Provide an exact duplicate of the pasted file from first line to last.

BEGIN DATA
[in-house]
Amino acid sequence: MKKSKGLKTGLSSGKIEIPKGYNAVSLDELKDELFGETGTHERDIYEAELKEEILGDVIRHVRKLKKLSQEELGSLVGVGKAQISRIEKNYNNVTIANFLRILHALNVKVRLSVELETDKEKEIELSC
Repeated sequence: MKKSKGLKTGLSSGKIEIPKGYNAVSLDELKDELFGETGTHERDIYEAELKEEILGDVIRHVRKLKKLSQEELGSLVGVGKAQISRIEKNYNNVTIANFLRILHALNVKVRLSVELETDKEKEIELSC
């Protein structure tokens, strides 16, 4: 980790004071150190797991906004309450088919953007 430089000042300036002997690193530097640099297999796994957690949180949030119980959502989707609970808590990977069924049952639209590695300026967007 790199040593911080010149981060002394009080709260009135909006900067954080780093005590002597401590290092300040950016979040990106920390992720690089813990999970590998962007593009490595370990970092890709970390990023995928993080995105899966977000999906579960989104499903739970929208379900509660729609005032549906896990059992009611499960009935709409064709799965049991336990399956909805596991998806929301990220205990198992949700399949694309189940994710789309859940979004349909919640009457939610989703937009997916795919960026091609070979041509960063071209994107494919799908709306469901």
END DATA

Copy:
[in-house]
Amino acid sequence: MKKSKGLKTGLSSGKIEIPKGYNAVSLDELKDELFGETGTHERDIYEAELKEEILGDVIRHVRKLKKLSQEELGSLVGVGKAQISRIEKNYNNVTIANFLRILHALNVKVRLSVELETDKEKEIELSC
Repeated sequence: MKKSKGLKTGLSSGKIEIPKGYNAVSLDELKDELFGETGTHERDIYEAELKEEILGDVIRHVRKLKKLSQEELGSLVGVGKAQISRIEKNYNNVTIANFLRILHALNVKVRLSVELETDKEKEIELSC
């Protein structure tokens, strides 16, 4: 980790004071150190797991906004309450088919953007 430089000042300036002997690193530097640099297999796994957690949180949030119980959502989707609970808590990977069924049952639209590695300026967007 790199040593911080010149981060002394009080709260009135909006900067954080780093005590002597401590290092300040950016979040990106920390992720690089813990999970590998962007593009490595370990970092890709970390990023995928993080995105899966977000999906579960989104499903739970929208379900509660729609005032549906896990059992009611499960009935709409064709799965049991336990399956909805596991998806929301990220205990198992949700399949694309189940994710789309859940979004349909919640009457939610989703937009997916795919960026091609070979041509960063071209994107494919799908709306469901």